South Korean President Park Geun Hye has renewed calls for new and strong international sanctions against North Korea, while pledging to take unilateral measures to curb the North's nuclear ambitions.
In a meeting with senior aides yesterday, she denounced Pyongyang for boasting about its nuclear development while its people suffer from the worst floods in decades.
She also warned of sudden provocations from the North, which she said "is not keen on denuclearisation talks any more". This underscores the need for the South to deploy the United States Terminal High Altitude Area Defence anti-missile system for protection, she said.
"Our government will do its best to secure new, strong international sanctions at the United Nations Security Council that could force the North into abandoning its nuclear programme," said Ms Park.
She did not specify how South Korea will take unilateral steps to pressure the North in tandem with other countries. But Seoul has ramped up pressure on Pyongyang since the regime conducted its latest nuclear test two weeks ago, its second in eight months.
The South Korean military has boosted its combat-readiness and Defence Minister Han Min Koo said on Wednesday there is a retaliation plan in place to "destroy" the North Korean leadership if Pyongyang launches an attack.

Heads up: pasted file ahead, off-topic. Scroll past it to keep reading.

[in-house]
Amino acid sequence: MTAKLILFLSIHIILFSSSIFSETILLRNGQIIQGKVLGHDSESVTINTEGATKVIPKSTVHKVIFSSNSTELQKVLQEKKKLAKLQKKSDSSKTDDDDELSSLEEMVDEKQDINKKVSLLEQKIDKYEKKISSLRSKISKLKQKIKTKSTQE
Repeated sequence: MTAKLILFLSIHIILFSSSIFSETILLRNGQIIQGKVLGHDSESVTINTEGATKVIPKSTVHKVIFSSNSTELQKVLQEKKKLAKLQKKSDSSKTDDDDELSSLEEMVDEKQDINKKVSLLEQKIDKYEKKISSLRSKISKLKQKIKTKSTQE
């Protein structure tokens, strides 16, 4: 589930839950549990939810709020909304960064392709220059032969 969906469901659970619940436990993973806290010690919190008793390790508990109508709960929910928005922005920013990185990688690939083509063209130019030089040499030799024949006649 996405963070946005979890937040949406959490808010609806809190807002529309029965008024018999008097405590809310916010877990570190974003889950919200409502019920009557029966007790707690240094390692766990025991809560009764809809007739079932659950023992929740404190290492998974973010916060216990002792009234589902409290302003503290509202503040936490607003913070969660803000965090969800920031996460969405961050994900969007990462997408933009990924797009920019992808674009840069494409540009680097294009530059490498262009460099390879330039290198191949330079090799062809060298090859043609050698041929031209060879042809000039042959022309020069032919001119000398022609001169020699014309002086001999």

PUSHING FOR DENUCLEARISATION
Our government will do its best to secure new, strong international sanctions at the United Nations Security Council that could force the North into abandoning its nuclear programme.
SOUTH KOREAN PRESIDENT PARK GEUN HYE
World leaders have condemned North Korea's provocations, and talks are under way to impose even more stringent sanctions on the regime after a UN Security Council resolution was adopted in March to cut off North Korea's access to foreign currency and tighten inspection of cargo to and from the country.
US President Barack Obama and Chinese Premier Li Keqiang, who met on the sidelines of the UN General Assembly on Monday, agreed to bolster cooperation in the Security Council and law enforcement channels in order to push the North towards denuclearisation.
But the North remains defiant. It conducted a ground test for a rocket engine on Tuesday, triggering speculation that it is preparing to launch an intercontinental missile capable of reaching the US.
Instead of diverting resources to help flood victims - more than 20,000 houses were destroyed and 138 people killed earlier this month - Pyongyang spent an estimated US$200 million (S$270 million) this year on two nuclear tests and 22 missile launches, South Korea's Foreign Ministry said.
Ms Jean H Lee, global fellow at Woodrow Wilson International Centre for Scholars, Washington, said North Korea is clearly forging ahead with its nuclear programme.
"So much of the nation's pride and identity is built around this programme as a powerful means to defend North Korea against what the people are told is American aggression. Regional powers trying to come up with a way to deal with this threat will need to take that into account," she said.